Busting the four myths of business transition planning

Key points

  • Planning for business transition doesn’t mean giving up control of your company.
  • Transition planning isn’t a distraction, it’s another component of protecting and strengthening the legacy you’ve built.
  • As a business owner, you owe it to yourself, your family, employees, and customers to plan ahead.

If you are a business owner who has put off creating a transition plan for your business, you are not alone. According to a recent survey of 200 business owners conducted by Wilmington Trust, 58% of the respondents have yet to take this important step.

While it may seem like the last box to check, planning for the next generation of owners and managers well in advance usually leads to better operational, financial, and tax outcomes. That remains true whether the transition involves a sale to an outside buyer, passing to the next generation of family, or selling to employees. As a business owner, you owe it to yourself, your family, employees, and customers to plan ahead.

Myth 1: Planning for business transition means giving up control of your company

When asked why they don’t have a long-term plan, 78% of business owners say it is because they enjoy running their company, according to the recent Wilmington Trust survey.

Reality: Maintaining control of your company and transitioning ownership to the next generation to achieve tax savings are not necessarily mutually exclusive. Many entrepreneurs transfer their economic interest in their business to next generation family members for tax purposes while retaining control. In some cases this may be done by transferring non-voting ownership interests or transferring ownership interests in trust.

Planning to convert your interest to liquidity, however, can often mean relinquishing some degree of control to a new owner. Generally speaking, the degree of relinquished control will depend upon the amount of liquidity that you wish to extract from the business.

 

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Myth 2: There is no downside to waiting until you are close to an actual ownership or management transition to craft your plan

The second-most-common reason owners say they don’t have a long-term plan is that the event is too far in the future, with 44% citing this perception.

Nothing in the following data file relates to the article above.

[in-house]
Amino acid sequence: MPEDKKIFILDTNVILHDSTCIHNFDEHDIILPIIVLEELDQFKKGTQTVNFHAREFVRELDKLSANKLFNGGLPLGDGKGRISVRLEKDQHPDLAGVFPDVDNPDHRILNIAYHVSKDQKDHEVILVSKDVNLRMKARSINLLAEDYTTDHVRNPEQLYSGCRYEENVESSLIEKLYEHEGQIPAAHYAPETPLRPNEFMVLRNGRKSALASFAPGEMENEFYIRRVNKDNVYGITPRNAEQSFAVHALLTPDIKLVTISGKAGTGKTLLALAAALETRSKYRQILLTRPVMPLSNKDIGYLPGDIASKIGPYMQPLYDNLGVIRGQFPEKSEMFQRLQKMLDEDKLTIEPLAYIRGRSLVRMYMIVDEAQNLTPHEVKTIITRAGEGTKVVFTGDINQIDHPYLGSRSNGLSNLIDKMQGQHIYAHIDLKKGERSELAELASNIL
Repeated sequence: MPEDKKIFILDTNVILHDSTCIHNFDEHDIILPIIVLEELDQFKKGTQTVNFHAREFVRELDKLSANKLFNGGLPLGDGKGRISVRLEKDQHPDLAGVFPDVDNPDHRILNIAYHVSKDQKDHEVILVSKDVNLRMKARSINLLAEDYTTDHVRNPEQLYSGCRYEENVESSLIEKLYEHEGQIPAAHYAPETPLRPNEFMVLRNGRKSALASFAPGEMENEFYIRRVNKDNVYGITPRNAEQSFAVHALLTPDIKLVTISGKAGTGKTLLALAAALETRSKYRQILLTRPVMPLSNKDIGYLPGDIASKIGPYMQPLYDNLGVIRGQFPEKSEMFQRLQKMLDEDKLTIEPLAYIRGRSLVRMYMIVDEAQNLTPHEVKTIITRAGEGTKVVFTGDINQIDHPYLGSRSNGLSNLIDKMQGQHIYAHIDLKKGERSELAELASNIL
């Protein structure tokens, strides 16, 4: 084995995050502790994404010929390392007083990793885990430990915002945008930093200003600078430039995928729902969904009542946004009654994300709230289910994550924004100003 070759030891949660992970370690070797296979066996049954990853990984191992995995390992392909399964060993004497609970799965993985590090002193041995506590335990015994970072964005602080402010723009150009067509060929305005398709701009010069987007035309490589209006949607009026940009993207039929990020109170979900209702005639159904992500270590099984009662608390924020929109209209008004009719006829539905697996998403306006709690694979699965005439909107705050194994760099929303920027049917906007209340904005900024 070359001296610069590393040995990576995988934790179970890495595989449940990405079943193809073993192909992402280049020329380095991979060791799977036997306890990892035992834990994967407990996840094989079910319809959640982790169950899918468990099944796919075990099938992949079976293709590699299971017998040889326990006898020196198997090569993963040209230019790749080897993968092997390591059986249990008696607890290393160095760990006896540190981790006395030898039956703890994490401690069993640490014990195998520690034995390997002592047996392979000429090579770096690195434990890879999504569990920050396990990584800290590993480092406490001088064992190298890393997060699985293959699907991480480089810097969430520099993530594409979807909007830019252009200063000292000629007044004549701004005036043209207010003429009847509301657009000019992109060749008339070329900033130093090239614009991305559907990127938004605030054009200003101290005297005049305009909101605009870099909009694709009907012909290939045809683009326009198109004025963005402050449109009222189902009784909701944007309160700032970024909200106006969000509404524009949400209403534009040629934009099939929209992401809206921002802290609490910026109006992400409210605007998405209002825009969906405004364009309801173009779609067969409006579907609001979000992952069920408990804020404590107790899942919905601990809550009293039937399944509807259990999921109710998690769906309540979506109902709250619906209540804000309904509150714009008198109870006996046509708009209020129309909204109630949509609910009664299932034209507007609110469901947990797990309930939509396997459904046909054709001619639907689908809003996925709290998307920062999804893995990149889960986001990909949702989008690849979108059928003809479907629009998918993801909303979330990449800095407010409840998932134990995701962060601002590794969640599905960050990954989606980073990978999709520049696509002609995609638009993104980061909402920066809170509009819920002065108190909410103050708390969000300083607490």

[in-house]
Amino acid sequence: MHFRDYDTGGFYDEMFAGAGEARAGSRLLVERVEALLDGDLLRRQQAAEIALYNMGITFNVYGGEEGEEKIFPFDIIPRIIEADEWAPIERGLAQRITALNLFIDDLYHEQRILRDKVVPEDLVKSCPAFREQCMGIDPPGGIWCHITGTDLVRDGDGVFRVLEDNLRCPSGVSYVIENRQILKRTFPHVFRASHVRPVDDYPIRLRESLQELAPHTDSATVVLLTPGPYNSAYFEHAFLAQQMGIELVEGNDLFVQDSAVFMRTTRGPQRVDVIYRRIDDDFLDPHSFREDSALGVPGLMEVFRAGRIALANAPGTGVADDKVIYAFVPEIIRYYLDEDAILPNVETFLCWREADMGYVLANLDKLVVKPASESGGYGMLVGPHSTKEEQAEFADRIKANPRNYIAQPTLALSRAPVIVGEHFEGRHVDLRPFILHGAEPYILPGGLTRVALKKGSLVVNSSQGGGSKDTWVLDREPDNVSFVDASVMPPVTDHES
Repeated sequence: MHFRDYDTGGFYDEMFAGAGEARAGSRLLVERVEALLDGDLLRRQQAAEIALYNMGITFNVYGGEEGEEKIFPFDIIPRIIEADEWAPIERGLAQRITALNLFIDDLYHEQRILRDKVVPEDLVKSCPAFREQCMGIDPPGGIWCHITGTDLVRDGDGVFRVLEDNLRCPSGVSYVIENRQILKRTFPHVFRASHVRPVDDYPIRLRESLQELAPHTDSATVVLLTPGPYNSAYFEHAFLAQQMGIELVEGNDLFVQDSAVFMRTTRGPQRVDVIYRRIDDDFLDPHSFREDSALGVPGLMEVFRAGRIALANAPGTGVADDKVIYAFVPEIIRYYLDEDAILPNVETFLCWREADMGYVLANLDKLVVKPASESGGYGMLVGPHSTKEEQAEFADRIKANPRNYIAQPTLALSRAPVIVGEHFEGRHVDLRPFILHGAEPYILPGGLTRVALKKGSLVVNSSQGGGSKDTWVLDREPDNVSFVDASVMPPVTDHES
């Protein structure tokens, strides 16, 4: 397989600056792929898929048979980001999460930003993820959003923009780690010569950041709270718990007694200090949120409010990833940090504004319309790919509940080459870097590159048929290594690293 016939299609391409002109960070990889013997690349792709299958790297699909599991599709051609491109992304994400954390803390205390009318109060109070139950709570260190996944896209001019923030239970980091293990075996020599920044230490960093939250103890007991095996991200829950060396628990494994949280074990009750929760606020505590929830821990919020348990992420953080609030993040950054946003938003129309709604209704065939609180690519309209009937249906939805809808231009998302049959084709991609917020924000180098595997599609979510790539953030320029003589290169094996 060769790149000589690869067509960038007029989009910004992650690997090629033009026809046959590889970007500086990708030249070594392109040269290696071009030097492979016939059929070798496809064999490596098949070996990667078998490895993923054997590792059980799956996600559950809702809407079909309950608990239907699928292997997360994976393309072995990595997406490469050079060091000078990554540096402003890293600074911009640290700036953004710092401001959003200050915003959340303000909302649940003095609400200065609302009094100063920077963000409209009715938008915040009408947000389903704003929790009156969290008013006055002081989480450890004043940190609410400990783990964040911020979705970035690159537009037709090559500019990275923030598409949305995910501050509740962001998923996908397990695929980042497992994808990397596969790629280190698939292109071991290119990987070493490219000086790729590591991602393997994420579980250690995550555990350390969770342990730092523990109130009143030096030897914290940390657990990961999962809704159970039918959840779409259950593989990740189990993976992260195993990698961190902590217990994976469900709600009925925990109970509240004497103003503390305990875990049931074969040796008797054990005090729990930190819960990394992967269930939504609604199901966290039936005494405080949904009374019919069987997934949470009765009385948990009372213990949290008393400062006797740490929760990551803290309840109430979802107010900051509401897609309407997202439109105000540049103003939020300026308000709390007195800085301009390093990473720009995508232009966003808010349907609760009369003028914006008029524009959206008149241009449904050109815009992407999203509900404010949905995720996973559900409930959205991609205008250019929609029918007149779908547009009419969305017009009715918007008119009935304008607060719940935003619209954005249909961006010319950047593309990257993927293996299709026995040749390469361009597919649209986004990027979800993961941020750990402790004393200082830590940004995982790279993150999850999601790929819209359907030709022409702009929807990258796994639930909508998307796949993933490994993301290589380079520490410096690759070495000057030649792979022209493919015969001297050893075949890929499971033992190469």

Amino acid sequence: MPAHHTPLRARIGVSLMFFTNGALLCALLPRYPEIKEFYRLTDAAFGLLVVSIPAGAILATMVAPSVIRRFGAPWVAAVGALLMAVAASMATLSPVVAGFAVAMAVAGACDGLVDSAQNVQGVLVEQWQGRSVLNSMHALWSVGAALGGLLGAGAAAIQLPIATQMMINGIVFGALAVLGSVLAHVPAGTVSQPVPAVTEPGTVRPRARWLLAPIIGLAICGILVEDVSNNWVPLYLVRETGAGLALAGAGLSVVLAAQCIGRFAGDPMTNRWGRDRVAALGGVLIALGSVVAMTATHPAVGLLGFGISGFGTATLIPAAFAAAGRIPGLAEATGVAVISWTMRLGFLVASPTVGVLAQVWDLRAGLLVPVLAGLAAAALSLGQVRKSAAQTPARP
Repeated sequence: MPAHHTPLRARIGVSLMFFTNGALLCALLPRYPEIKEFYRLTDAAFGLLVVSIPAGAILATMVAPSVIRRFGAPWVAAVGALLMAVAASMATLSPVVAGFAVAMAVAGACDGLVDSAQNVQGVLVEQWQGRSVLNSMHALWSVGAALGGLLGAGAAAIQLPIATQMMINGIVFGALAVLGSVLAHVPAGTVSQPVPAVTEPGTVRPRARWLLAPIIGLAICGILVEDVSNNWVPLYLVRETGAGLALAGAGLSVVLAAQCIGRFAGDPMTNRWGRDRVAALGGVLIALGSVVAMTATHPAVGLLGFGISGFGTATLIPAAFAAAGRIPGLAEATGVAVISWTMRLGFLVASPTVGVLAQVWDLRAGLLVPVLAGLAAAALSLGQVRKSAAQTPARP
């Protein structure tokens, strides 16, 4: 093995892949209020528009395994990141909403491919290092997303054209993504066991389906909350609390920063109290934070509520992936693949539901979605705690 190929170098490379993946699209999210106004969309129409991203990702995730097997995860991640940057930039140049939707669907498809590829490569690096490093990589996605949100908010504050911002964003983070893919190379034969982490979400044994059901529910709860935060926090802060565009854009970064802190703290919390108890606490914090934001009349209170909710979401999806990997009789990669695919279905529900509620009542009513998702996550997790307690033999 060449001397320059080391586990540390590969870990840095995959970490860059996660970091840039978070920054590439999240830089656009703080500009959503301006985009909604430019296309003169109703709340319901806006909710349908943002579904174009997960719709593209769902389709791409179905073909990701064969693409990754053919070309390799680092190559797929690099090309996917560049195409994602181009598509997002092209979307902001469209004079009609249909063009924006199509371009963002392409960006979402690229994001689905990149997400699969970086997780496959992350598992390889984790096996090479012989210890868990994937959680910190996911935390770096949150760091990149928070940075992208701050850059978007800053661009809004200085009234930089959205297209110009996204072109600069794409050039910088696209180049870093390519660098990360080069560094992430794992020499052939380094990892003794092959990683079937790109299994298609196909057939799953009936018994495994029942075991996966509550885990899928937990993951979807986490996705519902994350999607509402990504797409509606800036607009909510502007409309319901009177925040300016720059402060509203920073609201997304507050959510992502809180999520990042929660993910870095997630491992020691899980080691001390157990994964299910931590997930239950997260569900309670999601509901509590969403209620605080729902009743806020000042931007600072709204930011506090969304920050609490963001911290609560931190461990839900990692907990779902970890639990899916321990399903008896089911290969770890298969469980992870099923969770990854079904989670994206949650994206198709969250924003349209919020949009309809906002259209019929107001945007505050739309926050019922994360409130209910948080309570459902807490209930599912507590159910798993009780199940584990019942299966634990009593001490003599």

Reality: You have no way to be certain when you will transition your business. Illness, injury, or death, for example, could unexpectedly leave you incapable of continuing to lead the business. At the very least, you need a short-term management transition plan to address that contingency.

With respect to ownership transition, many owners ultimately give their business to family members, either during their lifetime or at their death. If they are a high-net-worth individual, however, there may be a significant transfer tax cost incurred on this transfer. By developing an ownership transition plan sooner rather than later, you stand a better chance of reducing this potential tax burden. This is because the effectiveness of many strategies for reducing taxes on transfers of wealth depends on early implementation.

Myth 3: Running and growing the business on a daily basis is more important than planning for the long term

The third-most-common reason (42%) owners say they don’t have a long-term plan is that they are too busy.

Reality: There’s no denying that most successful business owners became successful because they stayed focused and kept their eye on the ball. But transition planning isn’t a distraction, it’s really another component of protecting and strengthening the legacy you have built. In other words, transition plans help you preserve your business and the wealth that you’ve created for retirement and future generations. Few things are more important.

While transition planning can require serious forethought and dedicated time, many business owners plan effectively by meeting with a team of experienced advisors on a regular basis over a number of years.

Myth 4: You don’t need a transition plan if your family plans to take over your business.

40% of survey respondents cite this reasoning for failing to have a transition plan.

Reality: Owners are fortunate if they have family members enthusiastic about taking over the business. But enthusiasm isn’t enough.

A robust transition plan includes long-term training and development arrangements for future leaders. It’s critical that the next generation of leaders is fully prepared when they need to step up, so that the value of your business is not negatively affected by a lack of future management.

Comprehensive planning can also help maintain family harmony. Should family members have different goals and objectives with respect to the business, it’s generally better to uncover and address those issues early on. If left unaddressed until the issue is forced, typically in times of stress or crisis, even the simplest decisions can become acrimonious.

The time is now

Your calendar is booked solid and has been since you started your business. But if you’ve learned anything, it’s that you’ll do whatever it takes to keep this business running because your future, your family’s future, and your legacy all rely on its success.

Don’t let an unforeseen event dictate the fate of your business for you. Taking steps sooner rather than later will help protect your family and your assets now and in the years to come.

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